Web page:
So far, in the How I Write series, I’ve mostly talked about my approach regarding specific projects and some constraints. It’s been my intention, since the very beginning, to also talk about various techniques that encourage the flow, the evaluation and the organisation of ideas. Today, I’m rolling up my sleeves and diving into that category, starting it with an old, and often misused, classic: the brainstorming.
Brainstorming is a group creativity technique, meaning that you get a bunch of people together to produce ideas. The efficiency of brainstorming is often criticize, much to my dismay; the biggest problem with it is that people don’t do it right. And when done wrong, it is indeed an incredible waste of time.
There are several variations of brainstorming techniques, particularly when it comes to how ideas are generated exactly. I won’t get into that but focus on the core principles that make brainstorming work.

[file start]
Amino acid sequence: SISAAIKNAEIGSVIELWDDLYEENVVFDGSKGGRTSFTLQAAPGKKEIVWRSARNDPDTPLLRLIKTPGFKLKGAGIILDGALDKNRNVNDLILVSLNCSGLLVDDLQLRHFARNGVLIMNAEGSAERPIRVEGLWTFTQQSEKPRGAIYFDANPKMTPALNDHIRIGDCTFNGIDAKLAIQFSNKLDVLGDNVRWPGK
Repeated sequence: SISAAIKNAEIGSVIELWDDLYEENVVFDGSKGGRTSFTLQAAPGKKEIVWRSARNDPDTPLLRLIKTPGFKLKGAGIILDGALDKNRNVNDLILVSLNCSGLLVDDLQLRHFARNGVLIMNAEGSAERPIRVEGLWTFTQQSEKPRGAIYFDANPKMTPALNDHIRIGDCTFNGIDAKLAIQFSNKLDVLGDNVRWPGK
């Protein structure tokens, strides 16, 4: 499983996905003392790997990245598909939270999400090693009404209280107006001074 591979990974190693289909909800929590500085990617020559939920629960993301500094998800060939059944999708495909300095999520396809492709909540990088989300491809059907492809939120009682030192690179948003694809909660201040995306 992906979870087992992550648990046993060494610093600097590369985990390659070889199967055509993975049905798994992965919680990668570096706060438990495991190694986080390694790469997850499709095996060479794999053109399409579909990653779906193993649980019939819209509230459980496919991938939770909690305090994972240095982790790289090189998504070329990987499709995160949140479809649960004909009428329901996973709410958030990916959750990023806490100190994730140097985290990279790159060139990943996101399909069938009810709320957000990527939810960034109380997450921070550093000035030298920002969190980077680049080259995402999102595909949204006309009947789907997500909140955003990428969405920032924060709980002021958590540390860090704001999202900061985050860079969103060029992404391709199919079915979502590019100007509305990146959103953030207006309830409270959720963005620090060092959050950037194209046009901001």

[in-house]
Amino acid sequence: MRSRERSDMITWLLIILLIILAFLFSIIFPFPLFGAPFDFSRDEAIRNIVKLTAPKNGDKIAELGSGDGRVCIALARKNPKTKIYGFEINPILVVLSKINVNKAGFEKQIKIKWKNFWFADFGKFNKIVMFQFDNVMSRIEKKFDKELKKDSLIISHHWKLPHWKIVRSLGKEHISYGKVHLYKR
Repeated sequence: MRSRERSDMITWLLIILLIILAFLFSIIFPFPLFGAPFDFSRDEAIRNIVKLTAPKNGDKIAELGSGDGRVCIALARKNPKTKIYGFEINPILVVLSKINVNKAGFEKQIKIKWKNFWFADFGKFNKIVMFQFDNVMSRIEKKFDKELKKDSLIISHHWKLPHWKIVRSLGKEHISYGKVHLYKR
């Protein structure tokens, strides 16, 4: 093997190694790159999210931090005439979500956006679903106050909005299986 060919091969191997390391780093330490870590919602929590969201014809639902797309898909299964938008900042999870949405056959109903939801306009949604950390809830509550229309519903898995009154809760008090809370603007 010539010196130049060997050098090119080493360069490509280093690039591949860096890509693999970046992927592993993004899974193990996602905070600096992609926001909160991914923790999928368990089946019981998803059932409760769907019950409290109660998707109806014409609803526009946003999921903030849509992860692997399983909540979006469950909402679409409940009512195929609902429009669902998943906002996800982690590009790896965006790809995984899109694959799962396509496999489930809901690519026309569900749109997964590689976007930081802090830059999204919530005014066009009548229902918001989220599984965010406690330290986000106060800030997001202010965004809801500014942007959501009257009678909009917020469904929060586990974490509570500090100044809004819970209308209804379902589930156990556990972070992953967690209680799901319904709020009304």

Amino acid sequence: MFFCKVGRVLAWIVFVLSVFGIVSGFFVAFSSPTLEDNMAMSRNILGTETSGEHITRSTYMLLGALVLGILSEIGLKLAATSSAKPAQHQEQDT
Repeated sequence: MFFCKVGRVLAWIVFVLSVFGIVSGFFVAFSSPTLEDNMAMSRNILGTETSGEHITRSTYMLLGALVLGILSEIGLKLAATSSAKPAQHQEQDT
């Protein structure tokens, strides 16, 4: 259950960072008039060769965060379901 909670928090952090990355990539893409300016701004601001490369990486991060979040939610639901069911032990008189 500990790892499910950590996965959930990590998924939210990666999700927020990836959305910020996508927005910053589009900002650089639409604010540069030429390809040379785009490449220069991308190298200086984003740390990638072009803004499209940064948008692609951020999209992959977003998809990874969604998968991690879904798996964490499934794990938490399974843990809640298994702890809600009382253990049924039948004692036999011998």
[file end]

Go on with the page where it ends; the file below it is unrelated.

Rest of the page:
There are three crucial parts I want to talk about: the leader, the team and the meeting itself.
From my point of view, the most important person is the one who leads the brainstorming. This is the starting point of the process, the anchor. If it’s screwed up, chances are the rest will follow. Before entering the brainstorming, the Leader needs to:
- Master the problem: It is the Leader’s job to know the problematic we need ideas to resolve. He should sum it up in as few words as possible, ideally a question that will invite the participants to talk. The leader also frequently ends up evaluating the ideas from the meeting and picking the best ones. He needs to know what he’s talking about and what he’s looking for.
- Form and inform the team: The Leader selects the members of the brainstorming team. That is crucial so I’ll talk about it more in a bit. He communicates the core information about the problem and the starting question(s) in advance.
- Have a game plan: As I said earlier, there are several variations of the creative meeting itself. Depending on how much time you have, the type of problem and the type of people on the team, the Leader devises a different approach. The key here is to know where you’re going before the meeting. I’ll talk about various game plan I’ve used in the past in a few paragraphs..